Involving professors in the policy development process will incorporate diverse opinions while also promoting democratic and participant-based mechanisms.  Implementing diversity education will be more successful if the professors themselves are allowed to contribute to the policymaking process.  Furthermore, inclusion helps reform institutional conditions traditionally marred by naturalized discrimination.  Affirmative action policies also help reform the institution’s culture by diversifying the academic body.  A study by UCLA’s Civil Rights Project suggests that a diverse faculty is more likely to foster teacher collaboration, with less experienced teachers turning to their fellow colleagues for help in teaching diversity education.  The goal of the UCLA study was to assess teacher preparation for teaching diversity education; this type of study should be conducted in Brazil so that teacher training policies can instruct law professors in teaching techniques according to their own unique needs.[9]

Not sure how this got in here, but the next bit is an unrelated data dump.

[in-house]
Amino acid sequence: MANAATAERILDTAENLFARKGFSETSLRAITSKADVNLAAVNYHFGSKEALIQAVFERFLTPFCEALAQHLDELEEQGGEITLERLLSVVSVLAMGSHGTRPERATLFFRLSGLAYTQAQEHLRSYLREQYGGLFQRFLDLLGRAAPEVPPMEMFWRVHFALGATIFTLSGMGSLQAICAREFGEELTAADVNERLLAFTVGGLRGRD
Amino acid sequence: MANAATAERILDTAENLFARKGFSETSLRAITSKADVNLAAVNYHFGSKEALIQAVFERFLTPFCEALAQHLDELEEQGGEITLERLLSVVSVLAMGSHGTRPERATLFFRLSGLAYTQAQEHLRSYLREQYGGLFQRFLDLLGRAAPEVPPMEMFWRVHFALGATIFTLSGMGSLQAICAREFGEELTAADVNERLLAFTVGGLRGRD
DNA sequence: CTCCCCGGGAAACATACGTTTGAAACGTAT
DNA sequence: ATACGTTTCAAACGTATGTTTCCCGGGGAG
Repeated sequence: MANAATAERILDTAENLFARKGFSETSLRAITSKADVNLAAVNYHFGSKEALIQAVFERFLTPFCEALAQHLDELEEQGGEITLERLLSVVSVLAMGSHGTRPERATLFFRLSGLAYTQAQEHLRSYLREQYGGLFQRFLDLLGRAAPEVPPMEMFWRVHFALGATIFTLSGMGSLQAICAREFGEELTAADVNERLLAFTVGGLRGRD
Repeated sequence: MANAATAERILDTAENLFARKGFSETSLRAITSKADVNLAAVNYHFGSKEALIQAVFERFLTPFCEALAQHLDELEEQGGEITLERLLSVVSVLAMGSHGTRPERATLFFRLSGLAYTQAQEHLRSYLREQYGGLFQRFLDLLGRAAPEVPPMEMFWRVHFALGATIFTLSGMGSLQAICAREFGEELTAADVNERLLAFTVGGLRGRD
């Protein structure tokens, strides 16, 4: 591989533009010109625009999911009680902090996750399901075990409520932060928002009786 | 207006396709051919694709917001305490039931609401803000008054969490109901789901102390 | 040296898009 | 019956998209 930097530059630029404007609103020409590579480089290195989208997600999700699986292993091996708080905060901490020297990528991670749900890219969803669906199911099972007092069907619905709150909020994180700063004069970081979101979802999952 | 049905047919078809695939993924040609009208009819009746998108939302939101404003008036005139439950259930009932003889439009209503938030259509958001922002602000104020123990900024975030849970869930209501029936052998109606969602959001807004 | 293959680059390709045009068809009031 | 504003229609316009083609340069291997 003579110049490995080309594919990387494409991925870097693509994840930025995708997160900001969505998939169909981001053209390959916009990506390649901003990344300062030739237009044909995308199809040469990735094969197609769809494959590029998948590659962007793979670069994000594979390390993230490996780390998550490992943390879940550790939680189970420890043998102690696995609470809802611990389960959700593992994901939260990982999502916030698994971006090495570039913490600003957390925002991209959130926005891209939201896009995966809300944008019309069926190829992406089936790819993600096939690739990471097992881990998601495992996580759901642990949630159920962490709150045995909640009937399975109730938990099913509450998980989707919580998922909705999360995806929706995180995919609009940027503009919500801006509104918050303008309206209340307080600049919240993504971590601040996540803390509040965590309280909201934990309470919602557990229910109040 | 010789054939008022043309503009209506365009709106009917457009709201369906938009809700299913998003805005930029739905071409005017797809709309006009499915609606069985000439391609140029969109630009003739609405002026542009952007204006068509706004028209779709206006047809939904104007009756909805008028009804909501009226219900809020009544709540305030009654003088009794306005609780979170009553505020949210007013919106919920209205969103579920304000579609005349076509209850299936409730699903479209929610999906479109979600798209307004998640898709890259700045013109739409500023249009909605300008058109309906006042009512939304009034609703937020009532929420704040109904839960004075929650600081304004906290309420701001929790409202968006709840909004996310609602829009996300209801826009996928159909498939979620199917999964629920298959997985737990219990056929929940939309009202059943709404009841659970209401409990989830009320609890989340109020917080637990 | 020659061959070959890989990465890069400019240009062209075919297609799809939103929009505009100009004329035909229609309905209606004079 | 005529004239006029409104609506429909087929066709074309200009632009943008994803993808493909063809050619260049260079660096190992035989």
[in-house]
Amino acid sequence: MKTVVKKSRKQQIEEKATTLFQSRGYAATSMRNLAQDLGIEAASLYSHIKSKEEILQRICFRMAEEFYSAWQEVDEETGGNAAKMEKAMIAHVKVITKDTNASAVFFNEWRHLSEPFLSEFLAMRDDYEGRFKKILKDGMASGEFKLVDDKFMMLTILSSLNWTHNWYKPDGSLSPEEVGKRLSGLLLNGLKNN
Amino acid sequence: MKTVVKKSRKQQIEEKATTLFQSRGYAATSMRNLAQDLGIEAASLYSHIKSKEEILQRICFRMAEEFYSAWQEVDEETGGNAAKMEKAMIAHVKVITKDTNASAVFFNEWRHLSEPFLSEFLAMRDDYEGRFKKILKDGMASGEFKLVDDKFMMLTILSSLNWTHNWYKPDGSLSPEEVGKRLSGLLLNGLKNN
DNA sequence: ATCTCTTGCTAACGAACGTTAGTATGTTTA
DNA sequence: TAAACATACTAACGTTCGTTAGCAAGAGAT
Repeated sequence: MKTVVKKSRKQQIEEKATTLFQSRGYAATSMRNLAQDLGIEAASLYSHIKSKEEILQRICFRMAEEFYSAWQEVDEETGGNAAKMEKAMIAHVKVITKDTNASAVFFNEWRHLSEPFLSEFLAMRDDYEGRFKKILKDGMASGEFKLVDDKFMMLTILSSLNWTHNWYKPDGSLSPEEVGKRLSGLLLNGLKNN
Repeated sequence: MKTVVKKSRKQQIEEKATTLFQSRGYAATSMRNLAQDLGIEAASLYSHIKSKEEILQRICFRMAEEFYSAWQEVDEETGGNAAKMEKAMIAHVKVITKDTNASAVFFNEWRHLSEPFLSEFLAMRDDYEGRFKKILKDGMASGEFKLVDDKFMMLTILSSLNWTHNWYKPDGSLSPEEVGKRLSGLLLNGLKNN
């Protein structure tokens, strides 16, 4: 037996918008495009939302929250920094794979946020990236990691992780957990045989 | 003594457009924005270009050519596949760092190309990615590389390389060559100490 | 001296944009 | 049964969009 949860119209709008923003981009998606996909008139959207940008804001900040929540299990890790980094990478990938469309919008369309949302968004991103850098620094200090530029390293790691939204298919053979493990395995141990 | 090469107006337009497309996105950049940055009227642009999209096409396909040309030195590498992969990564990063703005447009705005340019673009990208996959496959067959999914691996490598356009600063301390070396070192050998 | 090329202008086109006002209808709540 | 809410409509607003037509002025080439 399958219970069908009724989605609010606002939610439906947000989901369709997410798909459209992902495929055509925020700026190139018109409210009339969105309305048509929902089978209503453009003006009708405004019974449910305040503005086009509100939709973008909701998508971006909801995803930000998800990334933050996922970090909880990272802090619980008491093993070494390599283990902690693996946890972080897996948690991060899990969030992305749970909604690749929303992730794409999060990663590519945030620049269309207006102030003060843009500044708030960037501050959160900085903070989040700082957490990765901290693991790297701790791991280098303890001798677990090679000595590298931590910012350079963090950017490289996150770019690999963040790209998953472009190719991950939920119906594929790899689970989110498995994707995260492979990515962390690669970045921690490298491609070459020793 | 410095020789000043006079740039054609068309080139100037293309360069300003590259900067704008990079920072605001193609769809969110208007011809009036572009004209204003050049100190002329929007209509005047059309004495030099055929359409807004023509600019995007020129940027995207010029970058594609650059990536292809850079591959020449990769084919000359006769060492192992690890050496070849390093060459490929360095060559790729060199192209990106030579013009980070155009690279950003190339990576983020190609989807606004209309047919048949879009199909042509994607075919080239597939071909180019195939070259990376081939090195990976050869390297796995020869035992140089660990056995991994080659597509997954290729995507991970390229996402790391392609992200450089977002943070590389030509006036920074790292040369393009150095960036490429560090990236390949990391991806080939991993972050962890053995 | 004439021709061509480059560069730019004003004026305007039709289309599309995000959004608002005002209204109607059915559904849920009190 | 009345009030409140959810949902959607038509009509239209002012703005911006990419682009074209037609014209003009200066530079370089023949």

The most important component of reforming law education is developing a standardized diversity curriculum that not only places emphasis on the power of legal discourse, but also gives students general knowledge about the types of prejudices that affect how marginalized groups are treated by the legal system.  Students must learn that discrimination in the legal system, even if expressed in victim descriptions and legal opinions, rather than in judicial outcomes or verdicts, still perpetuates social inequality because victims are denigrated on the basis of social indicators, like gender and class.  According to law professors Karst and Rosen, “if we take the law in its broadest sense as the epitome of all norms and sanctions…we must say that the law is both a necessary and a sufficient condition of social inequality.  There is inequality because there is law; if there is law, there must also be inequality.”[10]  In its attempts to regulate equity, the law’s interpretation increases social inequality by imbedding cultural stereotypes into legal discourse.  As shown in my thesis, the criminalization of child prostitution victims exists not only in spite of the law, but also because of the law.  Law education must teach students the importance of jurisgenesis,[11] training them to carefully choose their language so that instead of reproducing prejudice, they transform and deconstruct traditional ways of thinking.  When students study case studies, in addition to studying the judicial process and verdicts, professors should ask students to identify instances where they notice prejudicial wording that undermines the credibility of victims or defendants.  Secondly, the students should try to trace these prejudices back to normative understandings of gender, race, and class that are present within the larger societal culture.  In doing this, students learn the roots of discrimination and begin to understand why biases are reproduced across all institutions.  The ultimate goal is to incorporate anti-discrimination theory into Brazilian legal pedagogy.